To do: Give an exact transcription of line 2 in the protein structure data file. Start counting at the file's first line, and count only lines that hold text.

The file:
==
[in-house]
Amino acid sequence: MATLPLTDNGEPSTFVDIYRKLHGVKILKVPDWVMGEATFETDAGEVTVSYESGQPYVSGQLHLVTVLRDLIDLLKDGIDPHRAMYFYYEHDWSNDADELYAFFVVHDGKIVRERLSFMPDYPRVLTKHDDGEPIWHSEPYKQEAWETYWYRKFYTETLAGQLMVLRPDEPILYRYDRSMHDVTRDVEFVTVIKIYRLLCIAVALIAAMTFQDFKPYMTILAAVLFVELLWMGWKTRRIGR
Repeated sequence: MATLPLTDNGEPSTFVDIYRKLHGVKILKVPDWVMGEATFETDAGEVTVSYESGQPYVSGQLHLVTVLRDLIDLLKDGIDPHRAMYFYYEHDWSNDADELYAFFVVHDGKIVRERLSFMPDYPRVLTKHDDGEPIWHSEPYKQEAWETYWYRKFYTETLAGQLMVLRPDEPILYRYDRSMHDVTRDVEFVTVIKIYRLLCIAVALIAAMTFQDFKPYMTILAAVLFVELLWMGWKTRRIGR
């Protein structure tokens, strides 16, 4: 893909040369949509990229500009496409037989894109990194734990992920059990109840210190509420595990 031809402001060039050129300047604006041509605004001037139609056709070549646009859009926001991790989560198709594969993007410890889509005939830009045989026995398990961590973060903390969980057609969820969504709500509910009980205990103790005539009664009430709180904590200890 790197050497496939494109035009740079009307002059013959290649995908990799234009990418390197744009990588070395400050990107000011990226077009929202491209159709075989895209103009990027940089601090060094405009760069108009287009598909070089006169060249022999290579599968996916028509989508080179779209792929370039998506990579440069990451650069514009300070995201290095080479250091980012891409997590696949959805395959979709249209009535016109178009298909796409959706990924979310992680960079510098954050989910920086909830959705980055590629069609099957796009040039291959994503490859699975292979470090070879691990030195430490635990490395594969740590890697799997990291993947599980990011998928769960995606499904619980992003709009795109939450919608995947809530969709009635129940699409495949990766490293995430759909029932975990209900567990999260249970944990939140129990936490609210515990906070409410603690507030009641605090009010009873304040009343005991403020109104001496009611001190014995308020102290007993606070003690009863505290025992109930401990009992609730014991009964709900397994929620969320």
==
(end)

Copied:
Amino acid sequence: MATLPLTDNGEPSTFVDIYRKLHGVKILKVPDWVMGEATFETDAGEVTVSYESGQPYVSGQLHLVTVLRDLIDLLKDGIDPHRAMYFYYEHDWSNDADELYAFFVVHDGKIVRERLSFMPDYPRVLTKHDDGEPIWHSEPYKQEAWETYWYRKFYTETLAGQLMVLRPDEPILYRYDRSMHDVTRDVEFVTVIKIYRLLCIAVALIAAMTFQDFKPYMTILAAVLFVELLWMGWKTRRIGR